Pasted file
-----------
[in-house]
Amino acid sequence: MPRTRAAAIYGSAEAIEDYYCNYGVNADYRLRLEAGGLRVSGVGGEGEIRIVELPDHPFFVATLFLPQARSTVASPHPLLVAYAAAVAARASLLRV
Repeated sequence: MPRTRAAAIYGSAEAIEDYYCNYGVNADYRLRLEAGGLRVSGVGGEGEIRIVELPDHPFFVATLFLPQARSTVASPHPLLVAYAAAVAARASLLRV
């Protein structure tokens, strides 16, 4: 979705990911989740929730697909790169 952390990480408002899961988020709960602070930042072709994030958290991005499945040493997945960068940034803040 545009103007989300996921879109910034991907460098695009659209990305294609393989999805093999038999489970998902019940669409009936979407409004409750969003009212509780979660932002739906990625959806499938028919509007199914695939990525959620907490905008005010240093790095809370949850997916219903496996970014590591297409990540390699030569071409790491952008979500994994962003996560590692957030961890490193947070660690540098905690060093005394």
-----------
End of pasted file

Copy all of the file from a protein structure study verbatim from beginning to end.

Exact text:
[in-house]
Amino acid sequence: MPRTRAAAIYGSAEAIEDYYCNYGVNADYRLRLEAGGLRVSGVGGEGEIRIVELPDHPFFVATLFLPQARSTVASPHPLLVAYAAAVAARASLLRV
Repeated sequence: MPRTRAAAIYGSAEAIEDYYCNYGVNADYRLRLEAGGLRVSGVGGEGEIRIVELPDHPFFVATLFLPQARSTVASPHPLLVAYAAAVAARASLLRV
């Protein structure tokens, strides 16, 4: 979705990911989740929730697909790169 952390990480408002899961988020709960602070930042072709994030958290991005499945040493997945960068940034803040 545009103007989300996921879109910034991907460098695009659209990305294609393989999805093999038999489970998902019940669409009936979407409004409750969003009212509780979660932002739906990625959806499938028919509007199914695939990525959620907490905008005010240093790095809370949850997916219903496996970014590591297409990540390699030569071409790491952008979500994994962003996560590692957030961890490193947070660690540098905690060093005394």